After a year of deliberations and negotiations, Duke LifePoint has made its decision. It wants to relocate Marquette General Hospital to the Roundhouse property in Marquette.
A DLP executive will attend next Monday’s City Commission meeting to make the proposal for the purchase of the property.
It is not a done deal yet. The City Commission must still accept the offer and details must still be worked out in a formal contract, but it seems highly unlikely that anybody or anything will stand in the way of a deal that means so much to the city of Marquette.
Here are some of the highlights of the proposed deal as listed in the Memorandum of Understanding:
Duke LifePoint would pay the city $4 million for the land containing
the Roundhouse site and the property on which the Municipal
Service Center stands. It’s a total of 37 acres.
Duke LifePoint would drop its two Tax Tribunal cases against the city for the current Marquette General Hospital. That’s a big relief to the city which was facing a major shortfall in tax revenues if DLP had succeeded at its Tax Tribunal.
The city would help DLP get a 12 year, 50% tax abatement on the
The city would design and construct a roundabout or other signalized
entrance to the new hospital off of US 41. This would be located at
about 300 yards west of Grove Street on US 41, roughly connecting
the current MSC site and the Norlite Nursing Center.
The city would design and construct a new bridge over US 41 at
Grove Street. That means the surface intersection of US 41 and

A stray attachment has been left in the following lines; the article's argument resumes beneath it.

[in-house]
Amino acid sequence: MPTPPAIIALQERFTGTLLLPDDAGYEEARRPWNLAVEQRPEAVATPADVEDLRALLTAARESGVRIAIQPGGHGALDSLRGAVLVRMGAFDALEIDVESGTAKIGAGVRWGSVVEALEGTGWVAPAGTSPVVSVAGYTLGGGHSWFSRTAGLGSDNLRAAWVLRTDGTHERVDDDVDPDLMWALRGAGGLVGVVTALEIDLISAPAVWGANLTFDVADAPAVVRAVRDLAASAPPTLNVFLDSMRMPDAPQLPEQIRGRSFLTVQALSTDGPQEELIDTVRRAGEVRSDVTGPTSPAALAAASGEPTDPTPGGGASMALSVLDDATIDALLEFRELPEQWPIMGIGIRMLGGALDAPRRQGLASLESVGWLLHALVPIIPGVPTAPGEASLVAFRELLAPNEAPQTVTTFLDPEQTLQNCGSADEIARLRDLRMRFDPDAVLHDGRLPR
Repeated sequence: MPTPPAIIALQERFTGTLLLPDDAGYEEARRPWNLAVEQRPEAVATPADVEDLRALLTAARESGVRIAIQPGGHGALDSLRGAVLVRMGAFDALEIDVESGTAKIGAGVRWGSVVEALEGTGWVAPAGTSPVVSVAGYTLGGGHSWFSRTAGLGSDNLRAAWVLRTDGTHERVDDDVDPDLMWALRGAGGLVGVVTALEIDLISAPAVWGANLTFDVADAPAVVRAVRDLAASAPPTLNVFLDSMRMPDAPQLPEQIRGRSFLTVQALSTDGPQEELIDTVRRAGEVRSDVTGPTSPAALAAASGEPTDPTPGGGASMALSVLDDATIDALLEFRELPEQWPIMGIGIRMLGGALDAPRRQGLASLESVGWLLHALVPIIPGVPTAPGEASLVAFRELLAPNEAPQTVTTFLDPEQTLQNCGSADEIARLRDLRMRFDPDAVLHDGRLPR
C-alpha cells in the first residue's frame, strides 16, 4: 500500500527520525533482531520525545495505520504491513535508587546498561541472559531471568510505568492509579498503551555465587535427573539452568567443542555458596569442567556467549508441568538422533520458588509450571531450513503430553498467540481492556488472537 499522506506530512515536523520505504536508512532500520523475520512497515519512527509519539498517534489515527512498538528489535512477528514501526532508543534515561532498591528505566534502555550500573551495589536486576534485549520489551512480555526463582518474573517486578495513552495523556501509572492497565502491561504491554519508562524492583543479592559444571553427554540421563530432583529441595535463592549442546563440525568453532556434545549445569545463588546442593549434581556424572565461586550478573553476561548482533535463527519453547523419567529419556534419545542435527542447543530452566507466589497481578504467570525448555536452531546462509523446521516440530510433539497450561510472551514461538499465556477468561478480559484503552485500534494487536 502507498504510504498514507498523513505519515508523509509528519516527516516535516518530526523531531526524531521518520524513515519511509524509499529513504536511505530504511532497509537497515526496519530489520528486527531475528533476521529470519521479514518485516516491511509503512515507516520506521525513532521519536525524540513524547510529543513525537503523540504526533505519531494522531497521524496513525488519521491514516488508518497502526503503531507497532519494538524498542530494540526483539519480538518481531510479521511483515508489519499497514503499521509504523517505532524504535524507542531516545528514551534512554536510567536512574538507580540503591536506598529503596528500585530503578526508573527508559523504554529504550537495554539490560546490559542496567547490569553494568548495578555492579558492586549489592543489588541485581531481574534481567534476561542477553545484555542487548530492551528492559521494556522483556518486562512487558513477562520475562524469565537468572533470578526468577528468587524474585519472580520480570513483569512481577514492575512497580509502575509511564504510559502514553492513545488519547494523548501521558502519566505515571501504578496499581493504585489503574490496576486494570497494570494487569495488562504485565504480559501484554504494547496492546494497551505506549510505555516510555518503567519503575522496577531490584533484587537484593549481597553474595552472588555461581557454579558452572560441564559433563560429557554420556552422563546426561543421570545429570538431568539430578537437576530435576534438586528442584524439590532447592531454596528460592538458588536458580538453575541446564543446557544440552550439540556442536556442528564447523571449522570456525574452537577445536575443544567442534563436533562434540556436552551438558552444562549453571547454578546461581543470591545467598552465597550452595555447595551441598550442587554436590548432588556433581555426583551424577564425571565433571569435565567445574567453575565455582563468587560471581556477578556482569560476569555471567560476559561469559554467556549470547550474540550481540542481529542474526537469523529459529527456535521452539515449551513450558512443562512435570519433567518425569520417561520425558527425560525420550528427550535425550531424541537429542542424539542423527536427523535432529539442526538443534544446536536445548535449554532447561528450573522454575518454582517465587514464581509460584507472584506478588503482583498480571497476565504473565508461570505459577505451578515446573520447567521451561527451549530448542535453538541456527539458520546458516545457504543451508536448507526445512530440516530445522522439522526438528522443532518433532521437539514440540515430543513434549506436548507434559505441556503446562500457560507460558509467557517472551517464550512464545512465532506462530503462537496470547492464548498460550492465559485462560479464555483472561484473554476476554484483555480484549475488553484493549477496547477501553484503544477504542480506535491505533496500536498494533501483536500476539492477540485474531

Grove Street would be eliminated.
The city would realign Baraga Avenue to tie into Spring Street to
allow better access to the new hospital.
The current MSC building would be torn down and relocated.
Other major improvements would also have to be made–electrical, water, sewer, environmental and the like–but the deal, as it stands, has been agreed to by Duke LifePoint and a subcommittee of the City Commission.
Now, it’ll be up to the full Commission to sign off on it.
The one essential piece of this agreement is that the entire development would be declared a Brownfield Project. In other words, it’s being developed on devalued former industrial or railroad land.
The Brownfield designation would enable DLP to set up a so-called TIF district (tax increment financing) which would allow it and the city to recapture tax dollars on the property and pay for all of the infrastructure improvements. Total cost of all the changes and improvements: $30 million dollars.
The city seems confident that virtually none of the costs will be borne by the city’s citizens.
It’s long and complicated, to say the least, but the money men and women will figure it out.
Construction of the hospital and a medical office facility on the same campus will take about two years.
What happens to the old hospital and the current medical center? No answers yet.
One thing at a time.
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